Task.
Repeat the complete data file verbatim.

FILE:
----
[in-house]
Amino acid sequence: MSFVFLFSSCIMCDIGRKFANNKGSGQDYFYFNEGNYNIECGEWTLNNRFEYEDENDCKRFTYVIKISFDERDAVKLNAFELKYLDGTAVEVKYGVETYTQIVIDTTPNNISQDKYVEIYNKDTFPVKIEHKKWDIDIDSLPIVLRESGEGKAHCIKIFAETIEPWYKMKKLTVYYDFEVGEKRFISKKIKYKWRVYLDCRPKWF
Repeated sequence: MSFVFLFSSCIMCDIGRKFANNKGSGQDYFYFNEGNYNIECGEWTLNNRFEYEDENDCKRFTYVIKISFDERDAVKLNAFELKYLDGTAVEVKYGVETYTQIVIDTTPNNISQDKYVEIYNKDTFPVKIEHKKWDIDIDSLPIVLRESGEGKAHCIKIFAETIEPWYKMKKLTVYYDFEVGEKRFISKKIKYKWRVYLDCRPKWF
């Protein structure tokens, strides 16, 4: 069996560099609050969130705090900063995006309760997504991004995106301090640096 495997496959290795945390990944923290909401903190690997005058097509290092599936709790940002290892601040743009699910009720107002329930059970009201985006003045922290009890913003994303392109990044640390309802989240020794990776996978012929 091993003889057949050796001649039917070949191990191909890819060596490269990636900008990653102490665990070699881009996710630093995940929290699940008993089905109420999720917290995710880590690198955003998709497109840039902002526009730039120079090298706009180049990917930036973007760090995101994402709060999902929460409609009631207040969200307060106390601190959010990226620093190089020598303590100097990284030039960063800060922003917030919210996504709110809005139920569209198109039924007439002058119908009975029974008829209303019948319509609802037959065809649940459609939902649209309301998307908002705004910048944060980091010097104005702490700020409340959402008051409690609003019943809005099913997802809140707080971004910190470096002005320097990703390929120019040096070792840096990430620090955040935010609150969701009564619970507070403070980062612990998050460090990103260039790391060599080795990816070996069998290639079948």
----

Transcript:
[in-house]
Amino acid sequence: MSFVFLFSSCIMCDIGRKFANNKGSGQDYFYFNEGNYNIECGEWTLNNRFEYEDENDCKRFTYVIKISFDERDAVKLNAFELKYLDGTAVEVKYGVETYTQIVIDTTPNNISQDKYVEIYNKDTFPVKIEHKKWDIDIDSLPIVLRESGEGKAHCIKIFAETIEPWYKMKKLTVYYDFEVGEKRFISKKIKYKWRVYLDCRPKWF
Repeated sequence: MSFVFLFSSCIMCDIGRKFANNKGSGQDYFYFNEGNYNIECGEWTLNNRFEYEDENDCKRFTYVIKISFDERDAVKLNAFELKYLDGTAVEVKYGVETYTQIVIDTTPNNISQDKYVEIYNKDTFPVKIEHKKWDIDIDSLPIVLRESGEGKAHCIKIFAETIEPWYKMKKLTVYYDFEVGEKRFISKKIKYKWRVYLDCRPKWF
């Protein structure tokens, strides 16, 4: 069996560099609050969130705090900063995006309760997504991004995106301090640096 495997496959290795945390990944923290909401903190690997005058097509290092599936709790940002290892601040743009699910009720107002329930059970009201985006003045922290009890913003994303392109990044640390309802989240020794990776996978012929 091993003889057949050796001649039917070949191990191909890819060596490269990636900008990653102490665990070699881009996710630093995940929290699940008993089905109420999720917290995710880590690198955003998709497109840039902002526009730039120079090298706009180049990917930036973007760090995101994402709060999902929460409609009631207040969200307060106390601190959010990226620093190089020598303590100097990284030039960063800060922003917030919210996504709110809005139920569209198109039924007439002058119908009975029974008829209303019948319509609802037959065809649940459609939902649209309301998307908002705004910048944060980091010097104005702490700020409340959402008051409690609003019943809005099913997802809140707080971004910190470096002005320097990703390929120019040096070792840096990430620090955040935010609150969701009564619970507070403070980062612990998050460090990103260039790391060599080795990816070996069998290639079948």